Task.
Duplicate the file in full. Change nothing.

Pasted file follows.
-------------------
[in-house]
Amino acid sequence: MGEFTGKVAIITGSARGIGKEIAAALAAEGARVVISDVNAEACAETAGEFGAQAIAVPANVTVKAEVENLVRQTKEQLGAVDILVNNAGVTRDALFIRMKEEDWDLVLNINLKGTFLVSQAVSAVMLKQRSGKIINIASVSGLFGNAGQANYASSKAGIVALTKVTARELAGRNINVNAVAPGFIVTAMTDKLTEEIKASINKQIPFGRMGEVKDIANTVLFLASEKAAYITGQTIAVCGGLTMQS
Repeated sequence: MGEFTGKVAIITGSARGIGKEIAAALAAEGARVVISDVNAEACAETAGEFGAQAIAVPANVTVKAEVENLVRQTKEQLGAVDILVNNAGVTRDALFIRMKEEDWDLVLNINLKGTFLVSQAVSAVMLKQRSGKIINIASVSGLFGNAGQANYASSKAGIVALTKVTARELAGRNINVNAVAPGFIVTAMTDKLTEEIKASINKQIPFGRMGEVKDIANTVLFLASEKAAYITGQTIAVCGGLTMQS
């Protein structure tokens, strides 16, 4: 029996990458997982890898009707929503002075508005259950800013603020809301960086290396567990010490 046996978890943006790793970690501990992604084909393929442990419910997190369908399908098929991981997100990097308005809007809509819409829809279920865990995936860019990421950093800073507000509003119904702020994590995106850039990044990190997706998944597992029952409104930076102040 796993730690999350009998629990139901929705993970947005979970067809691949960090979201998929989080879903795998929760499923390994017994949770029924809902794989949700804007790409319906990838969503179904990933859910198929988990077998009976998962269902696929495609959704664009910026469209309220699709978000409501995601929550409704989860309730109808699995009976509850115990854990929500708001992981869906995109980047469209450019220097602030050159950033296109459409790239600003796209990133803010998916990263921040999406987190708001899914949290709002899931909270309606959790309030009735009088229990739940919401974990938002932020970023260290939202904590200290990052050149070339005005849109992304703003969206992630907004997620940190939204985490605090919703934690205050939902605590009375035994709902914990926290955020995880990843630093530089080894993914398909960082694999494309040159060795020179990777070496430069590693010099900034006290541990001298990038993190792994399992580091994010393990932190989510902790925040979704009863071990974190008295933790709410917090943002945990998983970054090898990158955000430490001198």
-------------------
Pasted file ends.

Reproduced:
[in-house]
Amino acid sequence: MGEFTGKVAIITGSARGIGKEIAAALAAEGARVVISDVNAEACAETAGEFGAQAIAVPANVTVKAEVENLVRQTKEQLGAVDILVNNAGVTRDALFIRMKEEDWDLVLNINLKGTFLVSQAVSAVMLKQRSGKIINIASVSGLFGNAGQANYASSKAGIVALTKVTARELAGRNINVNAVAPGFIVTAMTDKLTEEIKASINKQIPFGRMGEVKDIANTVLFLASEKAAYITGQTIAVCGGLTMQS
Repeated sequence: MGEFTGKVAIITGSARGIGKEIAAALAAEGARVVISDVNAEACAETAGEFGAQAIAVPANVTVKAEVENLVRQTKEQLGAVDILVNNAGVTRDALFIRMKEEDWDLVLNINLKGTFLVSQAVSAVMLKQRSGKIINIASVSGLFGNAGQANYASSKAGIVALTKVTARELAGRNINVNAVAPGFIVTAMTDKLTEEIKASINKQIPFGRMGEVKDIANTVLFLASEKAAYITGQTIAVCGGLTMQS
């Protein structure tokens, strides 16, 4: 029996990458997982890898009707929503002075508005259950800013603020809301960086290396567990010490 046996978890943006790793970690501990992604084909393929442990419910997190369908399908098929991981997100990097308005809007809509819409829809279920865990995936860019990421950093800073507000509003119904702020994590995106850039990044990190997706998944597992029952409104930076102040 796993730690999350009998629990139901929705993970947005979970067809691949960090979201998929989080879903795998929760499923390994017994949770029924809902794989949700804007790409319906990838969503179904990933859910198929988990077998009976998962269902696929495609959704664009910026469209309220699709978000409501995601929550409704989860309730109808699995009976509850115990854990929500708001992981869906995109980047469209450019220097602030050159950033296109459409790239600003796209990133803010998916990263921040999406987190708001899914949290709002899931909270309606959790309030009735009088229990739940919401974990938002932020970023260290939202904590200290990052050149070339005005849109992304703003969206992630907004997620940190939204985490605090919703934690205050939902605590009375035994709902914990926290955020995880990843630093530089080894993914398909960082694999494309040159060795020179990777070496430069590693010099900034006290541990001298990038993190792994399992580091994010393990932190989510902790925040979704009863071990974190008295933790709410917090943002945990998983970054090898990158955000430490001198």